Bull marketing

We are getting very close to seeing hedge fund advertising become a reality. The SEC has been mandated to come out with the regulation by Oct 31, 2013 at the latest. As a result of there being so much content written on the subject, I will continue to post interesting pieces here. Please feel free to reach out to me with any questions or comments on hedge fund advertising. This is a subject I am intimately familiar with and while my firm HedgeCo owns The Hedge Fund Ad Network, we have also launched a joint venture with Financial Services focused PR giant, Cognito Media to provide funds with efficient and optimized campaigns to suit their firm needs. If you are a fund that is looking to advertise in print, television, online or other offline mediums, please feel free to reach out to me directly. Enjoy the articles!

The Economist - TOBACCO and alcohol brands face heavy restrictions when it comes to advertising. Hedge funds and other purveyors of alternative investments have suffered similar prohibitions on marketing their products. That ban may soon be lifted in America. (Europe’s pending new regime for alternative investments is stricter, although it has lots of loopholes.) Long consigned to silence, the money men are starting to practice their sales pitches.

Change is expected as part of the JOBS act, a 2012 bill designed to make it easier for smaller American businesses to raise cash. Hedge funds, private-equity firms and others piggybacked on the reforms in the hope of widening the pool of investors they can pitch to. The Securities and Exchange Commission (SEC) is busy writing the rules that would put the bill into practice. That process has been bedeviled by delays but it seems inevitable it will overturn a Depression-era ban on “general solicitation”.

Read the whole story here

SALT 2013 - Another great Hedge Fund Conference

SALT is Skybridge’s annual hedge fund conference held in Las Vegas each year. This May marked my fourth SALT conference. Now 2 weeks after it ended I've finally caught up with all my emails, and it’s time to digest and relay the experience on to my readers.

The SALT Experience

Stepping off the plane, it becomes obvious that SALT is a different experience than other conferences that the average hedge fund manager or investor will go to this year. The difference is the passion that organizer Anthony Scaramucci has put into not just running a  hedge fund conference, but running THE hedge fund conference.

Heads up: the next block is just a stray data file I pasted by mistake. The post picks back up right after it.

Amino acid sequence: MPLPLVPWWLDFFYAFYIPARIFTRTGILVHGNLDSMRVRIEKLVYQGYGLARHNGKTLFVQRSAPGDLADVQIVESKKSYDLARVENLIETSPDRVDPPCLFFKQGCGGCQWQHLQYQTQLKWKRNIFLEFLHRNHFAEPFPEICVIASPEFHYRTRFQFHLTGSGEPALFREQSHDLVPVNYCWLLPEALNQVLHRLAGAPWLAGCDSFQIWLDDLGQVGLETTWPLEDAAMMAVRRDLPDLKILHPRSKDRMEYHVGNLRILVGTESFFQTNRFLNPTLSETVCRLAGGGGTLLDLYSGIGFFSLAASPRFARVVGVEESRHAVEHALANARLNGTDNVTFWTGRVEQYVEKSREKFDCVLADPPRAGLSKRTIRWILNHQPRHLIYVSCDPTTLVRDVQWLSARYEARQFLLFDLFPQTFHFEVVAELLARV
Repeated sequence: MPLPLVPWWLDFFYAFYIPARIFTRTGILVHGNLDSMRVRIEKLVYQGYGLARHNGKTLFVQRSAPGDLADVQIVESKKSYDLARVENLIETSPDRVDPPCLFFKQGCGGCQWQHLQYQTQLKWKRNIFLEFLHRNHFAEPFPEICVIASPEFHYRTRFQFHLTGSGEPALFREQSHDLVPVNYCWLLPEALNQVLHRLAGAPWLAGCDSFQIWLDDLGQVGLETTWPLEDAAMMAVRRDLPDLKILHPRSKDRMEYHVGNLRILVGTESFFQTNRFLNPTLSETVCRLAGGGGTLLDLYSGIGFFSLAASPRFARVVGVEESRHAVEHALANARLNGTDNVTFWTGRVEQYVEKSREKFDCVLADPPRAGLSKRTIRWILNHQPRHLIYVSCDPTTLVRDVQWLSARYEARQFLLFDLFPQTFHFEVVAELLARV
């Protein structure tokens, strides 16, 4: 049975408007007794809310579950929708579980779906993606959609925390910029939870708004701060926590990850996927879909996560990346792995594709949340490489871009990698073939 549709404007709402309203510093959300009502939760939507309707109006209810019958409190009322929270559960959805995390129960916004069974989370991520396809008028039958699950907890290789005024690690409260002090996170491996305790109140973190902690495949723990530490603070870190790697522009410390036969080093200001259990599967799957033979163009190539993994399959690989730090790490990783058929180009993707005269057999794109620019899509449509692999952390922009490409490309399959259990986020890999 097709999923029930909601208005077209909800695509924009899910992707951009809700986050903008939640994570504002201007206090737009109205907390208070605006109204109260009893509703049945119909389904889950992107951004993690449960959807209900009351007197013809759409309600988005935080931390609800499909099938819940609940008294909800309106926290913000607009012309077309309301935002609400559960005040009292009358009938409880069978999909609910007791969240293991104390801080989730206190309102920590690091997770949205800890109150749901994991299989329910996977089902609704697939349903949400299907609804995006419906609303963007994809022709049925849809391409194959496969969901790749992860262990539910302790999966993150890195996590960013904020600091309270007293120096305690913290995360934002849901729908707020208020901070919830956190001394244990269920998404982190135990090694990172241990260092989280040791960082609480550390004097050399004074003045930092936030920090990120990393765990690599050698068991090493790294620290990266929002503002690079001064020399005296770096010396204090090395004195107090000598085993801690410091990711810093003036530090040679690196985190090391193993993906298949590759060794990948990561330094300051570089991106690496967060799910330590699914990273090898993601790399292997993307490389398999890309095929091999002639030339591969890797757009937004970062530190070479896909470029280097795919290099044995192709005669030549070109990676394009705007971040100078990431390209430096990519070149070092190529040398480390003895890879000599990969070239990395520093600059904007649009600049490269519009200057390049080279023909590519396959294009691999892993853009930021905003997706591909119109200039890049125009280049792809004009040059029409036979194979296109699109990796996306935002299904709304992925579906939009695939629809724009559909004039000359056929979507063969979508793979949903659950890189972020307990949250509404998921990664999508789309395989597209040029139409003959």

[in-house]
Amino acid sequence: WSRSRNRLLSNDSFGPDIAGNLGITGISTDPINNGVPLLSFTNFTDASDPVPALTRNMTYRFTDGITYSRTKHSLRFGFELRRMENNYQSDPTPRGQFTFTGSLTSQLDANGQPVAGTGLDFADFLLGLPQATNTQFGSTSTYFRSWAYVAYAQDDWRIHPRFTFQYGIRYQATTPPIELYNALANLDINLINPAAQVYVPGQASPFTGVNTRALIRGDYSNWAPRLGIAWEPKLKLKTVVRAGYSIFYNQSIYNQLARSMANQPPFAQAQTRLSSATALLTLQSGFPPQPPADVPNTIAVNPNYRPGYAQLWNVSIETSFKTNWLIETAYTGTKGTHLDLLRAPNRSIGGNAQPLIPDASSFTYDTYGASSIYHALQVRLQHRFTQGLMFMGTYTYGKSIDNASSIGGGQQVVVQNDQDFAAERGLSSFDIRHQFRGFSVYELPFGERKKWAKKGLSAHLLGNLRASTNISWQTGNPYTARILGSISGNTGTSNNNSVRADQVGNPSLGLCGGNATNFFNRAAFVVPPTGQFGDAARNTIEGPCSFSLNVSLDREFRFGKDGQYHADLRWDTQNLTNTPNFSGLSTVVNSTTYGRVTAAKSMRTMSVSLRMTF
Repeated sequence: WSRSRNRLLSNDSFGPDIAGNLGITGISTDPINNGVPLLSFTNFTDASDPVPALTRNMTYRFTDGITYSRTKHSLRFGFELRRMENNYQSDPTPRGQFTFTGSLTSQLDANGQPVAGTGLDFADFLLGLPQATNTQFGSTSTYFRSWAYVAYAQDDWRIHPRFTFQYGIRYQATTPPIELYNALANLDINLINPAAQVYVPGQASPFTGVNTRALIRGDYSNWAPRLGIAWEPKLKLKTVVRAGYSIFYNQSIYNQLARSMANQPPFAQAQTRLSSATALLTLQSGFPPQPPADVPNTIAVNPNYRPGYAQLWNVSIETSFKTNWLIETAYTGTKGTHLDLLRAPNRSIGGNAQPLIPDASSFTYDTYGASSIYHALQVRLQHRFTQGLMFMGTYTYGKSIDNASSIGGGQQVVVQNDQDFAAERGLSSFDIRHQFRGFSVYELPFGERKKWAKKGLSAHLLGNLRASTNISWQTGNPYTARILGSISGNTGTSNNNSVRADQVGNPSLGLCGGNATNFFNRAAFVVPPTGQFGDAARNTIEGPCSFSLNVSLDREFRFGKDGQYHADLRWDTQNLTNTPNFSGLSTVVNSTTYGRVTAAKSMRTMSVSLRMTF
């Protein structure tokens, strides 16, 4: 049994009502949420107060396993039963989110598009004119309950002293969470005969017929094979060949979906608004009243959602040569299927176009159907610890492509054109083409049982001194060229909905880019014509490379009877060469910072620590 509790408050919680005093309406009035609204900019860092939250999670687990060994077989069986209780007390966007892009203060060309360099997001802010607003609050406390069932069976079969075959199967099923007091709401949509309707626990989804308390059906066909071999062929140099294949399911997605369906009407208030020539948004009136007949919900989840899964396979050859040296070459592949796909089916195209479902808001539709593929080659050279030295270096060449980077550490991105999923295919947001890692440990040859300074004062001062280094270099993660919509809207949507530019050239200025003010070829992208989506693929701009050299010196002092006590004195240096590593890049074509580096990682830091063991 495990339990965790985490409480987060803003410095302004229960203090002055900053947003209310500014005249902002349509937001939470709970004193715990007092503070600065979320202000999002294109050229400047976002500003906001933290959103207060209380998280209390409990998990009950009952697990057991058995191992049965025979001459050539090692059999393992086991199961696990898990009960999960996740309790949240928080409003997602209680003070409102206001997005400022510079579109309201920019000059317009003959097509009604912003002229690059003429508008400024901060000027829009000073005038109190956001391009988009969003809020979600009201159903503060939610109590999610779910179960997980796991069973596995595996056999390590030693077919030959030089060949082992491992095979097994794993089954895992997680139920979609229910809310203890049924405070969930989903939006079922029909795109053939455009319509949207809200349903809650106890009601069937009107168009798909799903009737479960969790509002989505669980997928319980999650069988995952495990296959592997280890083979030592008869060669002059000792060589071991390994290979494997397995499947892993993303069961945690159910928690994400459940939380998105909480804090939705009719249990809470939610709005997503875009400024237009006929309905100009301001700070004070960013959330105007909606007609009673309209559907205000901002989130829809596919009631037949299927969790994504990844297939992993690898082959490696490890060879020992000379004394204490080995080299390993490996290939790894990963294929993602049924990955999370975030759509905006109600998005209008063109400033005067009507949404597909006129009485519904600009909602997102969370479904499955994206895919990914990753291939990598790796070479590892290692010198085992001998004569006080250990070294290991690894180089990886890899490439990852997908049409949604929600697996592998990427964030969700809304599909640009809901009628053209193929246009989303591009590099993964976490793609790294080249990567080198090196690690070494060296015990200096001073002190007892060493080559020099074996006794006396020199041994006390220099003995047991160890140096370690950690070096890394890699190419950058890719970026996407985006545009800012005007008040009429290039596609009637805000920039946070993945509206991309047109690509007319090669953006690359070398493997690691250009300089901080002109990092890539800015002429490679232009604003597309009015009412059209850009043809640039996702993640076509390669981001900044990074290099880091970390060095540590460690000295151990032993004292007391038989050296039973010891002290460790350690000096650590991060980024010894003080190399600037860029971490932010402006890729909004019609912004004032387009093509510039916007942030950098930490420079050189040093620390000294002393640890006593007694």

In the last 5 years since the SALT conference started, nobody can argue against the impact that it has had on the industry. This is mirrored by Market Watch who announced that “A guy named ‘The Mooch’ is becoming the face of the hedgefund industry.”

This 4-day event is truly one of a kind, and the experience is a must for any hedge fund, investor (institutional or otherwise), or firm that services the hedge fund industry.

The People

SALT is all about access, the type of unique access that you get, summed up nicely by Charles Gasparino’s tweet ”One of the best things about going undercover at #salt2013 is that I can break stories hours before CNBC.”

With industry leaders roaming the halls of the Bellagio, world leaders such as George Papandreou, Ehud Barack, and Nicolas Sarkozy doing one-on-one discussions, and visionaries and futurists such as Michio Kaku speaking at lunches, being at SALT is a truly unique experience in the hedge fund industry.

There were so many speakers that literally hundreds of articles covering the various hedge fund leaders and topics, but in a followup blog entry, I will compile my notes and give you specific information on the individuals who spoke at SALT.

Apart from the distinguished speakers, with over 2000 attendees you didn’t have to look far for a familiar face while roaming the hallways of the Bellagio. In fact, SALT attendees became easily recognizable by what was jokingly referred to as “the SALT uniform”, which consisted of a suit jacket, no tie, top shirt-button undone and the ever-recognizable SALT lanyard.

Since SALT is all about access, it was a great time to meet up with hedge fund professionals to discuss the industry, enjoy a drink, or play a couple rounds of blackjack (often simultaneously).

Cutting Edge Technology

Trying to set aside the distractions of Vegas in order to accomplish some business can prove to be a challenge, but thankfully, SALT provided a great tool in SkyConX.

SkyConX, referred to as the “Facebook for SALT” is the easy-to-use web-based tool provided to attendees to facilitate access to the speakers and conference schedule, as well as connect with other attendees, send messages through the system, and share/view calendars to schedule times to meet.